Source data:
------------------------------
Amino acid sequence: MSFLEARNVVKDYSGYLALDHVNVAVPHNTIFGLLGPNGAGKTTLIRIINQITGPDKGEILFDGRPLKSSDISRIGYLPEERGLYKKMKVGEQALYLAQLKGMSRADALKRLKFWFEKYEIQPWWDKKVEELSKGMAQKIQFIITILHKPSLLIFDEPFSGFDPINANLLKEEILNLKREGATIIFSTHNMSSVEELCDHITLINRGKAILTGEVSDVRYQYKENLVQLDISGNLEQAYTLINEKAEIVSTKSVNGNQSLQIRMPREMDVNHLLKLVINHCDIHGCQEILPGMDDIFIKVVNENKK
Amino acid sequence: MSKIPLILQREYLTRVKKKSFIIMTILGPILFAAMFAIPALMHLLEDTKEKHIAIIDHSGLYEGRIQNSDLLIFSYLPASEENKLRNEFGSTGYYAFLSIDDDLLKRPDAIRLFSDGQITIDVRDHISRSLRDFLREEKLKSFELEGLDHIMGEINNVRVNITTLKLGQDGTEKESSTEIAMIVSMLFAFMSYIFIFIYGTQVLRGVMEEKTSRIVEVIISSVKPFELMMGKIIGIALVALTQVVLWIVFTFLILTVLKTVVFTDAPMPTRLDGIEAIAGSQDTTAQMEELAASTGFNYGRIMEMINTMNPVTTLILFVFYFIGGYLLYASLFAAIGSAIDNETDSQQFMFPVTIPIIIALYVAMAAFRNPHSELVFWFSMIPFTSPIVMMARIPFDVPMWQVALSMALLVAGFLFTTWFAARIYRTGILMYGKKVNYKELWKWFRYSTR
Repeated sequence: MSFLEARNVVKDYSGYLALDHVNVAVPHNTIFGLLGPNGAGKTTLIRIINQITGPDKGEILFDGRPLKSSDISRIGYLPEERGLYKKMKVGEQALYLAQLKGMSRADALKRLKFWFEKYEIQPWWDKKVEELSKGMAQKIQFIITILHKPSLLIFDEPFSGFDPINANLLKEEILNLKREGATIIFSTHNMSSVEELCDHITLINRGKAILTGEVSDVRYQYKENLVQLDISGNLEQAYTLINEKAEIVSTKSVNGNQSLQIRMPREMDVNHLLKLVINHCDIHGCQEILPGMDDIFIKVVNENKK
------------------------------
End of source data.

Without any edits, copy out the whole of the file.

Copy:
Amino acid sequence: MSFLEARNVVKDYSGYLALDHVNVAVPHNTIFGLLGPNGAGKTTLIRIINQITGPDKGEILFDGRPLKSSDISRIGYLPEERGLYKKMKVGEQALYLAQLKGMSRADALKRLKFWFEKYEIQPWWDKKVEELSKGMAQKIQFIITILHKPSLLIFDEPFSGFDPINANLLKEEILNLKREGATIIFSTHNMSSVEELCDHITLINRGKAILTGEVSDVRYQYKENLVQLDISGNLEQAYTLINEKAEIVSTKSVNGNQSLQIRMPREMDVNHLLKLVINHCDIHGCQEILPGMDDIFIKVVNENKK
Amino acid sequence: MSKIPLILQREYLTRVKKKSFIIMTILGPILFAAMFAIPALMHLLEDTKEKHIAIIDHSGLYEGRIQNSDLLIFSYLPASEENKLRNEFGSTGYYAFLSIDDDLLKRPDAIRLFSDGQITIDVRDHISRSLRDFLREEKLKSFELEGLDHIMGEINNVRVNITTLKLGQDGTEKESSTEIAMIVSMLFAFMSYIFIFIYGTQVLRGVMEEKTSRIVEVIISSVKPFELMMGKIIGIALVALTQVVLWIVFTFLILTVLKTVVFTDAPMPTRLDGIEAIAGSQDTTAQMEELAASTGFNYGRIMEMINTMNPVTTLILFVFYFIGGYLLYASLFAAIGSAIDNETDSQQFMFPVTIPIIIALYVAMAAFRNPHSELVFWFSMIPFTSPIVMMARIPFDVPMWQVALSMALLVAGFLFTTWFAARIYRTGILMYGKKVNYKELWKWFRYSTR
Repeated sequence: MSFLEARNVVKDYSGYLALDHVNVAVPHNTIFGLLGPNGAGKTTLIRIINQITGPDKGEILFDGRPLKSSDISRIGYLPEERGLYKKMKVGEQALYLAQLKGMSRADALKRLKFWFEKYEIQPWWDKKVEELSKGMAQKIQFIITILHKPSLLIFDEPFSGFDPINANLLKEEILNLKREGATIIFSTHNMSSVEELCDHITLINRGKAILTGEVSDVRYQYKENLVQLDISGNLEQAYTLINEKAEIVSTKSVNGNQSLQIRMPREMDVNHLLKLVINHCDIHGCQEILPGMDDIFIKVVNENKK